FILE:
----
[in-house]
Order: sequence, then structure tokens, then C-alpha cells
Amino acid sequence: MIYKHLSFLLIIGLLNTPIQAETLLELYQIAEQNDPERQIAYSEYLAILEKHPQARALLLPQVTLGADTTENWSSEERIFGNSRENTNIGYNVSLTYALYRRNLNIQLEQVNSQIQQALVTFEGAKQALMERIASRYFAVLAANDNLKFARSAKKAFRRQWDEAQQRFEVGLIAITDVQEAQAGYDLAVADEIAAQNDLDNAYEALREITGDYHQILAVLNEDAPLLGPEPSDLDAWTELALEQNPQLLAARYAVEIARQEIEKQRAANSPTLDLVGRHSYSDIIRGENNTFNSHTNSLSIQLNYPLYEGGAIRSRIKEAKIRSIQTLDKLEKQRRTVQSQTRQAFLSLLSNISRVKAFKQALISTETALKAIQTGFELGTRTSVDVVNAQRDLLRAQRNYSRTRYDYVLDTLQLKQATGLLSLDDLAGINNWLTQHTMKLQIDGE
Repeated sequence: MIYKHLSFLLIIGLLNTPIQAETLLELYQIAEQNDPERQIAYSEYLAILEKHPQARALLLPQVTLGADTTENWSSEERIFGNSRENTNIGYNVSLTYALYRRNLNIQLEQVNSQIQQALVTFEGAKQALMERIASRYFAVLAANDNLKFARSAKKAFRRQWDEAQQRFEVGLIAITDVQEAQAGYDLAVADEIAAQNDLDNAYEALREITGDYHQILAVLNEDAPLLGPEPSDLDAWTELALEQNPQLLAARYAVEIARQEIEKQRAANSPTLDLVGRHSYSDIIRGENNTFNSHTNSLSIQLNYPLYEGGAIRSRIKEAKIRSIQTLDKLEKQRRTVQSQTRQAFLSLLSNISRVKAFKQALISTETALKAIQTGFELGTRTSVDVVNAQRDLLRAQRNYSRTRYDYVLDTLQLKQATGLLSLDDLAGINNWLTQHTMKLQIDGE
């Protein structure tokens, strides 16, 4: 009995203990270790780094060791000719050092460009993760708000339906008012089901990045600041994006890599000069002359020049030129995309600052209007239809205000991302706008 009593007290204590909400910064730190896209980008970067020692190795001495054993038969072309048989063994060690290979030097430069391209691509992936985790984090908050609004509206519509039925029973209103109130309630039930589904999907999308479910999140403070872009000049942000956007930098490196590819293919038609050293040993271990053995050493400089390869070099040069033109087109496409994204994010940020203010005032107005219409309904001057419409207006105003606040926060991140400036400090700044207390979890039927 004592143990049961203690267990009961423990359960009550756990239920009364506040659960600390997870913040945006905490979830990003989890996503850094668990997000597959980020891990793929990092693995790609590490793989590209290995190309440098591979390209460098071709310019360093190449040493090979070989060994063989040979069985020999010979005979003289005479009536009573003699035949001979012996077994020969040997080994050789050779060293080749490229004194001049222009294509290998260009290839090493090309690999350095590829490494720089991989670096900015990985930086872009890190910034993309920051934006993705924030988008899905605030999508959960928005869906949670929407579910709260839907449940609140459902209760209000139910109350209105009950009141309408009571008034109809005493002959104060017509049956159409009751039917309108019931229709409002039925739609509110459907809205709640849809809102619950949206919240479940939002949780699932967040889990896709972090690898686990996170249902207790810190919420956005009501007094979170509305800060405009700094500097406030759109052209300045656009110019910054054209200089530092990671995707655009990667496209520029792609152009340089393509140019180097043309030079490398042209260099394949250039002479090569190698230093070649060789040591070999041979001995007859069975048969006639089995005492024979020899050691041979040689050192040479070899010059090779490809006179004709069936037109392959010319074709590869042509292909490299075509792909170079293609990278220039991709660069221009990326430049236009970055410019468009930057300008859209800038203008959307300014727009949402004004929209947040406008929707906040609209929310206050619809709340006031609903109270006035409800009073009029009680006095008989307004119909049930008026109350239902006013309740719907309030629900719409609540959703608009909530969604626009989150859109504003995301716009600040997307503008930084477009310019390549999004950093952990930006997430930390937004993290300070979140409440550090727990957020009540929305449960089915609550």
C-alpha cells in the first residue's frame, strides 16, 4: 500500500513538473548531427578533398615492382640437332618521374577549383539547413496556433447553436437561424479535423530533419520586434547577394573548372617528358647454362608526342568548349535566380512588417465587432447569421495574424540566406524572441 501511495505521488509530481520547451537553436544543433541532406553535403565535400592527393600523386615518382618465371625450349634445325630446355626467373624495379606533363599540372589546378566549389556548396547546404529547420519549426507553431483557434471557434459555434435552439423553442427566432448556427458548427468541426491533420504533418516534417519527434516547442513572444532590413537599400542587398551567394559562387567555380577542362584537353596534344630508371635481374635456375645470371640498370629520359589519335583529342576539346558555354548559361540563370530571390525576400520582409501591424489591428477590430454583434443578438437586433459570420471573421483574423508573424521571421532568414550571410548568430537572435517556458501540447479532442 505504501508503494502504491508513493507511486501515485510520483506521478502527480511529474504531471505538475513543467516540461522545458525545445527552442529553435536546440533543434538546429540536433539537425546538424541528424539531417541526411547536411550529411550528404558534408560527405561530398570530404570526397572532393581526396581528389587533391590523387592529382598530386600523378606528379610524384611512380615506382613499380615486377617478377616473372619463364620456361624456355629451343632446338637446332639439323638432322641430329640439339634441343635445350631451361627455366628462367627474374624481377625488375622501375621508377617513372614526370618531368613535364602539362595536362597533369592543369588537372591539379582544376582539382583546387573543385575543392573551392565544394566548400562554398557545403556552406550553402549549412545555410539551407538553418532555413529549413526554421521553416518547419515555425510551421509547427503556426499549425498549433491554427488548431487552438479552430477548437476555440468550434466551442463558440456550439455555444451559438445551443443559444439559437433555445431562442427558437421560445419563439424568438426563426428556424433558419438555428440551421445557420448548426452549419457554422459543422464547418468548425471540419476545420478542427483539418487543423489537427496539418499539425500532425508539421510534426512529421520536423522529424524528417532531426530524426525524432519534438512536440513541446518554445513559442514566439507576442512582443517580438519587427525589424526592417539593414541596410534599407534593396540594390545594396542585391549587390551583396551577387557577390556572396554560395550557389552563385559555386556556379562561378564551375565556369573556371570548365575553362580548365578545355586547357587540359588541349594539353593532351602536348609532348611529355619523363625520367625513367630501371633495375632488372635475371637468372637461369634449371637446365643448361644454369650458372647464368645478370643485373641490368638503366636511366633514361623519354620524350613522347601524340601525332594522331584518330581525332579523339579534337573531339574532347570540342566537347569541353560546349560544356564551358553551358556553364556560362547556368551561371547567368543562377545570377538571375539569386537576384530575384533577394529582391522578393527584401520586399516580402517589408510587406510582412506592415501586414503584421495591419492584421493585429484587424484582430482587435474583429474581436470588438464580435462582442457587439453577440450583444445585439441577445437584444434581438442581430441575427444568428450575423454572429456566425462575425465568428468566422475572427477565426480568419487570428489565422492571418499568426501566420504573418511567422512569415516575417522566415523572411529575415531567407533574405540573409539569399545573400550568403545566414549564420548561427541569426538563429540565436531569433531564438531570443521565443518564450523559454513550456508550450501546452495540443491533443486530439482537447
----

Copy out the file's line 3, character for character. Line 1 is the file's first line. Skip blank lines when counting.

Amino acid sequence: MIYKHLSFLLIIGLLNTPIQAETLLELYQIAEQNDPERQIAYSEYLAILEKHPQARALLLPQVTLGADTTENWSSEERIFGNSRENTNIGYNVSLTYALYRRNLNIQLEQVNSQIQQALVTFEGAKQALMERIASRYFAVLAANDNLKFARSAKKAFRRQWDEAQQRFEVGLIAITDVQEAQAGYDLAVADEIAAQNDLDNAYEALREITGDYHQILAVLNEDAPLLGPEPSDLDAWTELALEQNPQLLAARYAVEIARQEIEKQRAANSPTLDLVGRHSYSDIIRGENNTFNSHTNSLSIQLNYPLYEGGAIRSRIKEAKIRSIQTLDKLEKQRRTVQSQTRQAFLSLLSNISRVKAFKQALISTETALKAIQTGFELGTRTSVDVVNAQRDLLRAQRNYSRTRYDYVLDTLQLKQATGLLSLDDLAGINNWLTQHTMKLQIDGE